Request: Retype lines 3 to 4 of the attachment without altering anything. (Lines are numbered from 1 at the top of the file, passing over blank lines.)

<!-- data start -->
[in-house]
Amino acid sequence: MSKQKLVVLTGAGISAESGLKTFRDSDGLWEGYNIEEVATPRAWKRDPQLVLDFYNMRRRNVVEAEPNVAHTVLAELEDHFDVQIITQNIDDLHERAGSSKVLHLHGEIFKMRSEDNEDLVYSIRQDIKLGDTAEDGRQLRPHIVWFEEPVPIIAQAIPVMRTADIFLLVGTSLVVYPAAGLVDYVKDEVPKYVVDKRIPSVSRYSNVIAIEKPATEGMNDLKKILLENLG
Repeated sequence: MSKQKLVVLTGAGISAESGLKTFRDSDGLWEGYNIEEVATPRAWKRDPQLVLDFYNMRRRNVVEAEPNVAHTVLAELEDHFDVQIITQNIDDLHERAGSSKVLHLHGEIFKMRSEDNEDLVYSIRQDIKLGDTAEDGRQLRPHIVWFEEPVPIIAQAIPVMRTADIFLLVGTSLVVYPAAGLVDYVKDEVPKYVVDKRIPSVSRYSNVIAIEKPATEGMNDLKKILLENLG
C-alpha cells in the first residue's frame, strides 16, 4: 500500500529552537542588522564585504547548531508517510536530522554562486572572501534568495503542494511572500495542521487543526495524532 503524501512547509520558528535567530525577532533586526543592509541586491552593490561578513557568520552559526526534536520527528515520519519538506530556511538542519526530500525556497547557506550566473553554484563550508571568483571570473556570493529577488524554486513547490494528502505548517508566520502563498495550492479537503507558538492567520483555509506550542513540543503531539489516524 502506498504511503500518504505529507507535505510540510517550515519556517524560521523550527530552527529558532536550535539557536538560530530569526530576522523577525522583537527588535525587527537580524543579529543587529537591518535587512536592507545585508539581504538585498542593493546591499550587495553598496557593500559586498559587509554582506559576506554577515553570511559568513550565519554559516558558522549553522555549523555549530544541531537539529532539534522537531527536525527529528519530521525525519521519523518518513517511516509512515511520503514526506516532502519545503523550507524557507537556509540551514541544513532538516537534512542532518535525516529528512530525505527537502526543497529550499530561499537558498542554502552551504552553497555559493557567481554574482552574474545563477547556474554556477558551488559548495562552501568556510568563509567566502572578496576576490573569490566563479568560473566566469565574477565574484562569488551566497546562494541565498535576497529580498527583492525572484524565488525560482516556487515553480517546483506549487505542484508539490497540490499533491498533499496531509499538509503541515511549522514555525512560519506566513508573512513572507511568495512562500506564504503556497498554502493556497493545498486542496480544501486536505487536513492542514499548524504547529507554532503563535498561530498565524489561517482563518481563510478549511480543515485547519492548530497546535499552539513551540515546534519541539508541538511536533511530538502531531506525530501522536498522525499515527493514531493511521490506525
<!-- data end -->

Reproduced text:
Repeated sequence: MSKQKLVVLTGAGISAESGLKTFRDSDGLWEGYNIEEVATPRAWKRDPQLVLDFYNMRRRNVVEAEPNVAHTVLAELEDHFDVQIITQNIDDLHERAGSSKVLHLHGEIFKMRSEDNEDLVYSIRQDIKLGDTAEDGRQLRPHIVWFEEPVPIIAQAIPVMRTADIFLLVGTSLVVYPAAGLVDYVKDEVPKYVVDKRIPSVSRYSNVIAIEKPATEGMNDLKKILLENLG
C-alpha cells in the first residue's frame, strides 16, 4: 500500500529552537542588522564585504547548531508517510536530522554562486572572501534568495503542494511572500495542521487543526495524532 503524501512547509520558528535567530525577532533586526543592509541586491552593490561578513557568520552559526526534536520527528515520519519538506530556511538542519526530500525556497547557506550566473553554484563550508571568483571570473556570493529577488524554486513547490494528502505548517508566520502563498495550492479537503507558538492567520483555509506550542513540543503531539489516524 502506498504511503500518504505529507507535505510540510517550515519556517524560521523550527530552527529558532536550535539557536538560530530569526530576522523577525522583537527588535525587527537580524543579529543587529537591518535587512536592507545585508539581504538585498542593493546591499550587495553598496557593500559586498559587509554582506559576506554577515553570511559568513550565519554559516558558522549553522555549523555549530544541531537539529532539534522537531527536525527529528519530521525525519521519523518518513517511516509512515511520503514526506516532502519545503523550507524557507537556509540551514541544513532538516537534512542532518535525516529528512530525505527537502526543497529550499530561499537558498542554502552551504552553497555559493557567481554574482552574474545563477547556474554556477558551488559548495562552501568556510568563509567566502572578496576576490573569490566563479568560473566566469565574477565574484562569488551566497546562494541565498535576497529580498527583492525572484524565488525560482516556487515553480517546483506549487505542484508539490497540490499533491498533499496531509499538509503541515511549522514555525512560519506566513508573512513572507511568495512562500506564504503556497498554502493556497493545498486542496480544501486536505487536513492542514499548524504547529507554532503563535498561530498565524489561517482563518481563510478549511480543515485547519492548530497546535499552539513551540515546534519541539508541538511536533511530538502531531506525530501522536498522525499515527493514531493511521490506525